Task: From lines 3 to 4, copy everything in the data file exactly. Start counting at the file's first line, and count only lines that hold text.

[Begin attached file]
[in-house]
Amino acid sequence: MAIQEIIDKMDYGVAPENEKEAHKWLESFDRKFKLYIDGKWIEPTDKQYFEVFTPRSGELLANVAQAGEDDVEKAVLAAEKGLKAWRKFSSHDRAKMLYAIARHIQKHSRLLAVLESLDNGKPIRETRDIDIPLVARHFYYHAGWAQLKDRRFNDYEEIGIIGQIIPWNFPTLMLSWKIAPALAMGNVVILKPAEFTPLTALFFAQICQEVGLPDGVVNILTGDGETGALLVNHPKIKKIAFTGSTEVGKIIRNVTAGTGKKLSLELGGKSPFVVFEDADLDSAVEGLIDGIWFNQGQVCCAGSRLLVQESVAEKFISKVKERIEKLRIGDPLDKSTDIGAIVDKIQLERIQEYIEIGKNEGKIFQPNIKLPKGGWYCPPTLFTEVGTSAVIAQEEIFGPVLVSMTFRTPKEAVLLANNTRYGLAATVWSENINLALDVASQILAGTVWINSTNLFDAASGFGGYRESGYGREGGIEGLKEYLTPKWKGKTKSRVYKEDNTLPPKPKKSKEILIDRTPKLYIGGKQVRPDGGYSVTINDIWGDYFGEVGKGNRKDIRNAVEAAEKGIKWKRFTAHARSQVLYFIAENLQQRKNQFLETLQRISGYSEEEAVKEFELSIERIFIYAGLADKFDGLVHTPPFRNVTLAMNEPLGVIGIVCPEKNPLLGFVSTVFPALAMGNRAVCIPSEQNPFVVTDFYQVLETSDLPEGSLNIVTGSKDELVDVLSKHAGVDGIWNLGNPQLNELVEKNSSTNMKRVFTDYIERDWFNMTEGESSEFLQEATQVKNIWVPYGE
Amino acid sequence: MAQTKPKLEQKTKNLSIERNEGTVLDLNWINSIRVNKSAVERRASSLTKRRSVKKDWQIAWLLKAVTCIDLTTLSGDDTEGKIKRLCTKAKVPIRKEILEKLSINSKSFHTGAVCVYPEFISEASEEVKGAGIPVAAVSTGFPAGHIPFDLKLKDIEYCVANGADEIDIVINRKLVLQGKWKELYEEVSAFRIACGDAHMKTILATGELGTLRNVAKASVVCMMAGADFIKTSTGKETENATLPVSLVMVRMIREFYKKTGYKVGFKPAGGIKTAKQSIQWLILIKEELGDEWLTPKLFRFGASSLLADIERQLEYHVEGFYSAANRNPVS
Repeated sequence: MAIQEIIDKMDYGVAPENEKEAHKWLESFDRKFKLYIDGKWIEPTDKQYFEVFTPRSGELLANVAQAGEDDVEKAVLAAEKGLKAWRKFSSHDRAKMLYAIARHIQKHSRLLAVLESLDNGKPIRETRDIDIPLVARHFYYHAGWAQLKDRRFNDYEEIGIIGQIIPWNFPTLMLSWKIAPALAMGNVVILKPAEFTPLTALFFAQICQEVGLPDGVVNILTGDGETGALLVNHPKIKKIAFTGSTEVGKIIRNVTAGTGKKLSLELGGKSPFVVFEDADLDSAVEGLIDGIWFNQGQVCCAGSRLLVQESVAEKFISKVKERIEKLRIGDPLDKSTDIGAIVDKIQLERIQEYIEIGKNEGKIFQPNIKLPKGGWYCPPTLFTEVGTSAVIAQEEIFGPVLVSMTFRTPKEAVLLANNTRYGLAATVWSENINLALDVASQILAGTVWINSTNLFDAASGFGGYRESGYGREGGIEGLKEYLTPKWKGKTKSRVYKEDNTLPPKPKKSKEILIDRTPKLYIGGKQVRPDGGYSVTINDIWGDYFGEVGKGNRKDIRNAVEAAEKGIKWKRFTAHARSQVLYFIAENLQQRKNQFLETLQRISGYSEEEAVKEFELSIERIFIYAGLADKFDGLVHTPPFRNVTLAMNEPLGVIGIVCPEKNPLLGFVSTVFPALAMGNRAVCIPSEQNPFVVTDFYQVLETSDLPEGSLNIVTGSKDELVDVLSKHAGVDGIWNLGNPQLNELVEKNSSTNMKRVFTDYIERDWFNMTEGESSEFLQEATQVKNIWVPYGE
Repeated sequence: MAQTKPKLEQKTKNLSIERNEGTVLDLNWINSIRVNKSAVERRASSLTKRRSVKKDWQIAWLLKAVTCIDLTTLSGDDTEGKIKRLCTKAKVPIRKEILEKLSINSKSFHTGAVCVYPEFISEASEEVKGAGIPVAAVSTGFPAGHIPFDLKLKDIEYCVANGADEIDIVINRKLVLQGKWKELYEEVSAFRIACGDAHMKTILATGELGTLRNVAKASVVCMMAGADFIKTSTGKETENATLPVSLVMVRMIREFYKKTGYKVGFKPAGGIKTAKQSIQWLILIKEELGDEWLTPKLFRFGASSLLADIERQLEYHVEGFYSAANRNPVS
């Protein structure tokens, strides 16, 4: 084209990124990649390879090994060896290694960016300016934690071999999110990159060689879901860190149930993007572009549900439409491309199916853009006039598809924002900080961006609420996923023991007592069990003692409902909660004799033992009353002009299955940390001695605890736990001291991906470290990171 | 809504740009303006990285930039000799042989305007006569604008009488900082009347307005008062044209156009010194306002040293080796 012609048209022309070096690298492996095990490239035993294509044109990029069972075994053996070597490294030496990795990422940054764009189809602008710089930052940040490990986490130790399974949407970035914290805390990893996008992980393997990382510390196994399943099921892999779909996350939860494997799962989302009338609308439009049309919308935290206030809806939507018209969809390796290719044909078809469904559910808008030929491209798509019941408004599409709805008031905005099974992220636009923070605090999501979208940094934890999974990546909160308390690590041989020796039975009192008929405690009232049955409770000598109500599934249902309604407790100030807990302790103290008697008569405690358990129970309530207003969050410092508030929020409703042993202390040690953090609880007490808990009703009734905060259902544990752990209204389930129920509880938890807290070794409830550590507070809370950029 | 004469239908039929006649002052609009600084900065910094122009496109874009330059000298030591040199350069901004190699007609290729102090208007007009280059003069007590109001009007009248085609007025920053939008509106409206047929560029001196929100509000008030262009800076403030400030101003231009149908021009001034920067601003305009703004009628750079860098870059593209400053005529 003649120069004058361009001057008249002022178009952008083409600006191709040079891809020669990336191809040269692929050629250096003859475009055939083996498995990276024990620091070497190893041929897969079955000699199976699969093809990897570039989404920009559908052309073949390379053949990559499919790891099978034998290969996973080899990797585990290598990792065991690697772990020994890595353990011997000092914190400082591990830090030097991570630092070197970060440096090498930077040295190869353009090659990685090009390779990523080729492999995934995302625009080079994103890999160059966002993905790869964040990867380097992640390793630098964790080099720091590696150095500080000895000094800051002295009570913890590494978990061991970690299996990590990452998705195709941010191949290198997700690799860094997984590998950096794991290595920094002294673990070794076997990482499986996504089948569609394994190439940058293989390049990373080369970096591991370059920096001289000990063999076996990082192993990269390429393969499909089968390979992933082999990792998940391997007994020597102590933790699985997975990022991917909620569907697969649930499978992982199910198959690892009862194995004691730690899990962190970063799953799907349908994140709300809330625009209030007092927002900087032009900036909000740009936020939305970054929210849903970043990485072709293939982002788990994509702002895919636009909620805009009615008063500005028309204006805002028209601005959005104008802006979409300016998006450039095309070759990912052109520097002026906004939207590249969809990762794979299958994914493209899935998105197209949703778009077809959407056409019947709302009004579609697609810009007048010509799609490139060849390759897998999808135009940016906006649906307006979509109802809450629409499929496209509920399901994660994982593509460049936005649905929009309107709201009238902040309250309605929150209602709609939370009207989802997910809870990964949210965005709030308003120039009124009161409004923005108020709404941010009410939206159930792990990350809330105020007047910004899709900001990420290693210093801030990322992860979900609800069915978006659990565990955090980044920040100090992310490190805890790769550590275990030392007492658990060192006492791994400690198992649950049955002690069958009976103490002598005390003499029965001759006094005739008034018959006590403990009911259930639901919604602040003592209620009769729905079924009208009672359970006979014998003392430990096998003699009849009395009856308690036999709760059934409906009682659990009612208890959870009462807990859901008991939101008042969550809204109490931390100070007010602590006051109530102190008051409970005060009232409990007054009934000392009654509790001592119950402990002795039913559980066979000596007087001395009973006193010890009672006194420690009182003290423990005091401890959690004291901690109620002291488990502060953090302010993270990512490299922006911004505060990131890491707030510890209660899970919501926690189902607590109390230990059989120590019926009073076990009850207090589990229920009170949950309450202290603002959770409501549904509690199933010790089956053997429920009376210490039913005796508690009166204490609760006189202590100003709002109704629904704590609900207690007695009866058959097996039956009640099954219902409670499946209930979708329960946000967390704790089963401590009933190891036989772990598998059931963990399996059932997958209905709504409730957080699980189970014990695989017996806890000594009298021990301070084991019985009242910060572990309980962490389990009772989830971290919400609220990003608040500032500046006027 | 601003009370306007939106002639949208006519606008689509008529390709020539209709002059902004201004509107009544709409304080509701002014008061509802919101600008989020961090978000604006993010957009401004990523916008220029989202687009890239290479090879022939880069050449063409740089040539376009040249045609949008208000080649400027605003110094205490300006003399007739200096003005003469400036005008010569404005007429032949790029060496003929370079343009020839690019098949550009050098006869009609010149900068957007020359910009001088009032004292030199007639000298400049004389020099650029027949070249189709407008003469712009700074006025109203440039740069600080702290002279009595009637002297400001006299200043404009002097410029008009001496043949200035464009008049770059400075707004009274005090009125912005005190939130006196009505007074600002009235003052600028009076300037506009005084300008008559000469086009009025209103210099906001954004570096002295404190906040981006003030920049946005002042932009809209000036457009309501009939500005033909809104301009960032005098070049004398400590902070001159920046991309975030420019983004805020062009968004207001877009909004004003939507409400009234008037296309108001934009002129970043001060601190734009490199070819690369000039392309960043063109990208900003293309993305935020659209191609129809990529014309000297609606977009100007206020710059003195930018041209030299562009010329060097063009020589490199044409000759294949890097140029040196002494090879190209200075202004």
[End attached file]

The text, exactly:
Amino acid sequence: MAQTKPKLEQKTKNLSIERNEGTVLDLNWINSIRVNKSAVERRASSLTKRRSVKKDWQIAWLLKAVTCIDLTTLSGDDTEGKIKRLCTKAKVPIRKEILEKLSINSKSFHTGAVCVYPEFISEASEEVKGAGIPVAAVSTGFPAGHIPFDLKLKDIEYCVANGADEIDIVINRKLVLQGKWKELYEEVSAFRIACGDAHMKTILATGELGTLRNVAKASVVCMMAGADFIKTSTGKETENATLPVSLVMVRMIREFYKKTGYKVGFKPAGGIKTAKQSIQWLILIKEELGDEWLTPKLFRFGASSLLADIERQLEYHVEGFYSAANRNPVS
Repeated sequence: MAIQEIIDKMDYGVAPENEKEAHKWLESFDRKFKLYIDGKWIEPTDKQYFEVFTPRSGELLANVAQAGEDDVEKAVLAAEKGLKAWRKFSSHDRAKMLYAIARHIQKHSRLLAVLESLDNGKPIRETRDIDIPLVARHFYYHAGWAQLKDRRFNDYEEIGIIGQIIPWNFPTLMLSWKIAPALAMGNVVILKPAEFTPLTALFFAQICQEVGLPDGVVNILTGDGETGALLVNHPKIKKIAFTGSTEVGKIIRNVTAGTGKKLSLELGGKSPFVVFEDADLDSAVEGLIDGIWFNQGQVCCAGSRLLVQESVAEKFISKVKERIEKLRIGDPLDKSTDIGAIVDKIQLERIQEYIEIGKNEGKIFQPNIKLPKGGWYCPPTLFTEVGTSAVIAQEEIFGPVLVSMTFRTPKEAVLLANNTRYGLAATVWSENINLALDVASQILAGTVWINSTNLFDAASGFGGYRESGYGREGGIEGLKEYLTPKWKGKTKSRVYKEDNTLPPKPKKSKEILIDRTPKLYIGGKQVRPDGGYSVTINDIWGDYFGEVGKGNRKDIRNAVEAAEKGIKWKRFTAHARSQVLYFIAENLQQRKNQFLETLQRISGYSEEEAVKEFELSIERIFIYAGLADKFDGLVHTPPFRNVTLAMNEPLGVIGIVCPEKNPLLGFVSTVFPALAMGNRAVCIPSEQNPFVVTDFYQVLETSDLPEGSLNIVTGSKDELVDVLSKHAGVDGIWNLGNPQLNELVEKNSSTNMKRVFTDYIERDWFNMTEGESSEFLQEATQVKNIWVPYGE